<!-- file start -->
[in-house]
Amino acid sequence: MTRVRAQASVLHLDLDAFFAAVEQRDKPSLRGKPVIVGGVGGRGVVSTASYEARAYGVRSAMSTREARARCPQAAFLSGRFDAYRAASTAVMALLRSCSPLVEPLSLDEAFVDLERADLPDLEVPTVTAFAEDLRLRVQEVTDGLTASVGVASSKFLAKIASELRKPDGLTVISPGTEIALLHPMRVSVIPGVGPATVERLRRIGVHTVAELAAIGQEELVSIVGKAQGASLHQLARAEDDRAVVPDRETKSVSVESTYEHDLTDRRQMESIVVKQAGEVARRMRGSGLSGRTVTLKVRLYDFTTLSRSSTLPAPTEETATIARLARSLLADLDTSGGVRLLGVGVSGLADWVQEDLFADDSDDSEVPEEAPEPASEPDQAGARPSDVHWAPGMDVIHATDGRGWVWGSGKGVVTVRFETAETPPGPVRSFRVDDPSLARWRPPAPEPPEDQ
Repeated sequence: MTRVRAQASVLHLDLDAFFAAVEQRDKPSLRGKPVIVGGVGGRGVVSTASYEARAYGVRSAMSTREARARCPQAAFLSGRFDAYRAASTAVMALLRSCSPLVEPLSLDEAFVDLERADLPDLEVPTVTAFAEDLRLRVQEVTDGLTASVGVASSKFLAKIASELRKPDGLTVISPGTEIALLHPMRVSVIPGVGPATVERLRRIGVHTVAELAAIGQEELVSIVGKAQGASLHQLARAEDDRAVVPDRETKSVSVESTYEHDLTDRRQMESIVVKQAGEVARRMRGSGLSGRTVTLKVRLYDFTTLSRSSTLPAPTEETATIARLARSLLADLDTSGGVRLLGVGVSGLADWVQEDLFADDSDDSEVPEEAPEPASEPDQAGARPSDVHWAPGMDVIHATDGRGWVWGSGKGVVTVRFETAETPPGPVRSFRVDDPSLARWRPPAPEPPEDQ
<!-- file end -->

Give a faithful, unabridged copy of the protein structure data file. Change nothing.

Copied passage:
[in-house]
Amino acid sequence: MTRVRAQASVLHLDLDAFFAAVEQRDKPSLRGKPVIVGGVGGRGVVSTASYEARAYGVRSAMSTREARARCPQAAFLSGRFDAYRAASTAVMALLRSCSPLVEPLSLDEAFVDLERADLPDLEVPTVTAFAEDLRLRVQEVTDGLTASVGVASSKFLAKIASELRKPDGLTVISPGTEIALLHPMRVSVIPGVGPATVERLRRIGVHTVAELAAIGQEELVSIVGKAQGASLHQLARAEDDRAVVPDRETKSVSVESTYEHDLTDRRQMESIVVKQAGEVARRMRGSGLSGRTVTLKVRLYDFTTLSRSSTLPAPTEETATIARLARSLLADLDTSGGVRLLGVGVSGLADWVQEDLFADDSDDSEVPEEAPEPASEPDQAGARPSDVHWAPGMDVIHATDGRGWVWGSGKGVVTVRFETAETPPGPVRSFRVDDPSLARWRPPAPEPPEDQ
Repeated sequence: MTRVRAQASVLHLDLDAFFAAVEQRDKPSLRGKPVIVGGVGGRGVVSTASYEARAYGVRSAMSTREARARCPQAAFLSGRFDAYRAASTAVMALLRSCSPLVEPLSLDEAFVDLERADLPDLEVPTVTAFAEDLRLRVQEVTDGLTASVGVASSKFLAKIASELRKPDGLTVISPGTEIALLHPMRVSVIPGVGPATVERLRRIGVHTVAELAAIGQEELVSIVGKAQGASLHQLARAEDDRAVVPDRETKSVSVESTYEHDLTDRRQMESIVVKQAGEVARRMRGSGLSGRTVTLKVRLYDFTTLSRSSTLPAPTEETATIARLARSLLADLDTSGGVRLLGVGVSGLADWVQEDLFADDSDDSEVPEEAPEPASEPDQAGARPSDVHWAPGMDVIHATDGRGWVWGSGKGVVTVRFETAETPPGPVRSFRVDDPSLARWRPPAPEPPEDQ